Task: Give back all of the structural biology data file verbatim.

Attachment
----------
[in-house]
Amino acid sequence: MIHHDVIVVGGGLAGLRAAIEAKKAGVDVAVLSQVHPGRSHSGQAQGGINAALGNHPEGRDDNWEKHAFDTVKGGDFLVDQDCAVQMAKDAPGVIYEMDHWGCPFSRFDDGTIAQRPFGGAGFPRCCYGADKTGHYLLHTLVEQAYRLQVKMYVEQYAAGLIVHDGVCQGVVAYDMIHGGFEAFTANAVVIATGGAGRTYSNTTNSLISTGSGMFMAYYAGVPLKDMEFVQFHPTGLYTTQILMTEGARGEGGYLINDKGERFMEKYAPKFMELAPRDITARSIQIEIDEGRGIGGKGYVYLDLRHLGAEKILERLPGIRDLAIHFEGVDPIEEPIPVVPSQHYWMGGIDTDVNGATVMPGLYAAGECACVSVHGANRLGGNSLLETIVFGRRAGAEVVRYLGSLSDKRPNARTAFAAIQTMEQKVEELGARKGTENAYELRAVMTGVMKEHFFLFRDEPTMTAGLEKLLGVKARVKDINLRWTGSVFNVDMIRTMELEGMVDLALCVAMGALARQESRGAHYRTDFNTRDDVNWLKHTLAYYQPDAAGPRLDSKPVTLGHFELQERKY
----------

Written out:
[in-house]
Amino acid sequence: MIHHDVIVVGGGLAGLRAAIEAKKAGVDVAVLSQVHPGRSHSGQAQGGINAALGNHPEGRDDNWEKHAFDTVKGGDFLVDQDCAVQMAKDAPGVIYEMDHWGCPFSRFDDGTIAQRPFGGAGFPRCCYGADKTGHYLLHTLVEQAYRLQVKMYVEQYAAGLIVHDGVCQGVVAYDMIHGGFEAFTANAVVIATGGAGRTYSNTTNSLISTGSGMFMAYYAGVPLKDMEFVQFHPTGLYTTQILMTEGARGEGGYLINDKGERFMEKYAPKFMELAPRDITARSIQIEIDEGRGIGGKGYVYLDLRHLGAEKILERLPGIRDLAIHFEGVDPIEEPIPVVPSQHYWMGGIDTDVNGATVMPGLYAAGECACVSVHGANRLGGNSLLETIVFGRRAGAEVVRYLGSLSDKRPNARTAFAAIQTMEQKVEELGARKGTENAYELRAVMTGVMKEHFFLFRDEPTMTAGLEKLLGVKARVKDINLRWTGSVFNVDMIRTMELEGMVDLALCVAMGALARQESRGAHYRTDFNTRDDVNWLKHTLAYYQPDAAGPRLDSKPVTLGHFELQERKY